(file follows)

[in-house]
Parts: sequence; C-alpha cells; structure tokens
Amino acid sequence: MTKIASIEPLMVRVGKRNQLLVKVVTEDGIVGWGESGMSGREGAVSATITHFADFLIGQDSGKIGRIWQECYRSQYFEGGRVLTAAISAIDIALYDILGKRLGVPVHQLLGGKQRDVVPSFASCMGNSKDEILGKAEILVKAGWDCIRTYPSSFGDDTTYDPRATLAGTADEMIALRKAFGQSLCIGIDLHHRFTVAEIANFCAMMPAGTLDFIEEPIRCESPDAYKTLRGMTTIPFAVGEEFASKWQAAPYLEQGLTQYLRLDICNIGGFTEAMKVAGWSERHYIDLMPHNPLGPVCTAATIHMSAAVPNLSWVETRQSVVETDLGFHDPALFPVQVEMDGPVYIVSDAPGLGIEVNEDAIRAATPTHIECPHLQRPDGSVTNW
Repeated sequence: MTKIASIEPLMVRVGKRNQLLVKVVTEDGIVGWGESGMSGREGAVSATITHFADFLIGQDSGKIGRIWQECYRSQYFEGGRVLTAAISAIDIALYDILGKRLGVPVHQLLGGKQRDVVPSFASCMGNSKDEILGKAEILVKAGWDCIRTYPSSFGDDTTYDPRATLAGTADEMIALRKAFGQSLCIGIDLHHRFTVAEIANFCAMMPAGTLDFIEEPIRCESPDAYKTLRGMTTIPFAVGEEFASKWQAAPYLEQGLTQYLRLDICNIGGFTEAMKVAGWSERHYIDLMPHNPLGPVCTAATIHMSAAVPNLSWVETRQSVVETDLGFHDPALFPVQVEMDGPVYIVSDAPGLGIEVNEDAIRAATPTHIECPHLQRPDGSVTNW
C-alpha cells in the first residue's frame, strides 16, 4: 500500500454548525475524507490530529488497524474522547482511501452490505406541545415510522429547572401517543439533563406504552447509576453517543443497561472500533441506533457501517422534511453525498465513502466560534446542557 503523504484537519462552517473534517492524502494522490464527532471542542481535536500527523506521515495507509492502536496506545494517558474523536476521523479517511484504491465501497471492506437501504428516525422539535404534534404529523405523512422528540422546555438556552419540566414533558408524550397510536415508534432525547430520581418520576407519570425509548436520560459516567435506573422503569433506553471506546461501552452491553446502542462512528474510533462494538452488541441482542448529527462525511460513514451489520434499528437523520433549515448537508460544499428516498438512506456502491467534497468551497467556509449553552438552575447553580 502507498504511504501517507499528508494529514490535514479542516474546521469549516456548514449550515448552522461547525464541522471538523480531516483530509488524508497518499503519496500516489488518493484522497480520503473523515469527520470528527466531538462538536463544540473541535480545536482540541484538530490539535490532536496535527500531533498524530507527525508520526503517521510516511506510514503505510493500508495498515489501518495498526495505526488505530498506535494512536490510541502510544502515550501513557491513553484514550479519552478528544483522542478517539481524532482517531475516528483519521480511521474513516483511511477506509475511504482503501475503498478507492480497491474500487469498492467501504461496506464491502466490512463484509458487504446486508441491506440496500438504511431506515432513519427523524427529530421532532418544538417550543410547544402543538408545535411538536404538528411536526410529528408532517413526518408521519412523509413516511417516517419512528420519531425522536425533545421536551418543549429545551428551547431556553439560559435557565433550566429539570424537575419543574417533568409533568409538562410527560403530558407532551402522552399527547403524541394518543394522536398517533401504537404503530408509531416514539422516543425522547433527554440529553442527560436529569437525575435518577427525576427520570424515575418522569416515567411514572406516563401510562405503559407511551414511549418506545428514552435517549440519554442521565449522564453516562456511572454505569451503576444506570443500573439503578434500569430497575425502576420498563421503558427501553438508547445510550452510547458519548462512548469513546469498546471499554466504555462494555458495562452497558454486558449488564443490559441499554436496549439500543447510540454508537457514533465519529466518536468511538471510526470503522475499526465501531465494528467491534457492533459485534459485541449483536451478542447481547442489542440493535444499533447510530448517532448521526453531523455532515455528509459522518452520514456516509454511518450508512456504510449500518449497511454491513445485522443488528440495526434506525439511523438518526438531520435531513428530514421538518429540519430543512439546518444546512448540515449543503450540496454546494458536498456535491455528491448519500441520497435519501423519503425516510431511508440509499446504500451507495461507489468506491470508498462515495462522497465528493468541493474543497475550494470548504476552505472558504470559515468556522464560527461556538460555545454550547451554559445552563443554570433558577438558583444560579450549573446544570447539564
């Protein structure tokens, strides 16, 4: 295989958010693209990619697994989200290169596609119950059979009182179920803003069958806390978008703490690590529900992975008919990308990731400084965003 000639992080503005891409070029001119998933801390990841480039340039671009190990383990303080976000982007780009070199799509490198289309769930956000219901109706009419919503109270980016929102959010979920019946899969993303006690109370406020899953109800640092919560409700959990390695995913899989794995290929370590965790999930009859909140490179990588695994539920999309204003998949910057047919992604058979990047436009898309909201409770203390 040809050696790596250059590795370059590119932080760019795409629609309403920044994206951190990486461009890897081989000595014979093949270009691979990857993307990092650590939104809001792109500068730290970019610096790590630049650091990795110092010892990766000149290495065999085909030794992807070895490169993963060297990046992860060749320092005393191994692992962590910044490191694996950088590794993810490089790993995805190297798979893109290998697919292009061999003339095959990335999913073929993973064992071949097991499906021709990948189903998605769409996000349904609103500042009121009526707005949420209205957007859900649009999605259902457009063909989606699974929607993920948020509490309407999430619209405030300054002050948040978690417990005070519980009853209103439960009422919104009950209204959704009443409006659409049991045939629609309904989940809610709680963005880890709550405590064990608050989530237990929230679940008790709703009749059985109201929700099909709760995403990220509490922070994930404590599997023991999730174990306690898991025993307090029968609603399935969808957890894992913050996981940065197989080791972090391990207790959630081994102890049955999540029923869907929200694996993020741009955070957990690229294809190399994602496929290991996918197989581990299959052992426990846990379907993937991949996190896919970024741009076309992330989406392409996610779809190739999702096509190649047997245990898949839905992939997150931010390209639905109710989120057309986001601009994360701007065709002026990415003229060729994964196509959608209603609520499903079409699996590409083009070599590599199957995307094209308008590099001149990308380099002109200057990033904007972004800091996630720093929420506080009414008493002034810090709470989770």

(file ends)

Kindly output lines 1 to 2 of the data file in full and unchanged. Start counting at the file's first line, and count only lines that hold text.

[in-house]
Parts: sequence; C-alpha cells; structure tokens